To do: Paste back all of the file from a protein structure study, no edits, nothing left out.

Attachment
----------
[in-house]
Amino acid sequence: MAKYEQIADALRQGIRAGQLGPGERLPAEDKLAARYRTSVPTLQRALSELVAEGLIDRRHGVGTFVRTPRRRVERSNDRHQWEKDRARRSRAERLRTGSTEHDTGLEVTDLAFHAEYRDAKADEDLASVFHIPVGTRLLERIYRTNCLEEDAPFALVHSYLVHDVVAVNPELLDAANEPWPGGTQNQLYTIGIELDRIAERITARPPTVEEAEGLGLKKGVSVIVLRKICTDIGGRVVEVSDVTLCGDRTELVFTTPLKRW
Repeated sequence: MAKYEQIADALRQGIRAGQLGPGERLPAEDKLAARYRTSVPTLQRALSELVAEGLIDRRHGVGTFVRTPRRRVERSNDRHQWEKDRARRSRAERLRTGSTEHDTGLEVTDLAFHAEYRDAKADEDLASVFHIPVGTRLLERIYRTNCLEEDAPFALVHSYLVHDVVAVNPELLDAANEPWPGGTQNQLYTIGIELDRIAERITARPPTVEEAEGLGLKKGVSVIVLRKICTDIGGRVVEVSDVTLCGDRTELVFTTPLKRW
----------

[in-house]
Amino acid sequence: MAKYEQIADALRQGIRAGQLGPGERLPAEDKLAARYRTSVPTLQRALSELVAEGLIDRRHGVGTFVRTPRRRVERSNDRHQWEKDRARRSRAERLRTGSTEHDTGLEVTDLAFHAEYRDAKADEDLASVFHIPVGTRLLERIYRTNCLEEDAPFALVHSYLVHDVVAVNPELLDAANEPWPGGTQNQLYTIGIELDRIAERITARPPTVEEAEGLGLKKGVSVIVLRKICTDIGGRVVEVSDVTLCGDRTELVFTTPLKRW
Repeated sequence: MAKYEQIADALRQGIRAGQLGPGERLPAEDKLAARYRTSVPTLQRALSELVAEGLIDRRHGVGTFVRTPRRRVERSNDRHQWEKDRARRSRAERLRTGSTEHDTGLEVTDLAFHAEYRDAKADEDLASVFHIPVGTRLLERIYRTNCLEEDAPFALVHSYLVHDVVAVNPELLDAANEPWPGGTQNQLYTIGIELDRIAERITARPPTVEEAEGLGLKKGVSVIVLRKICTDIGGRVVEVSDVTLCGDRTELVFTTPLKRW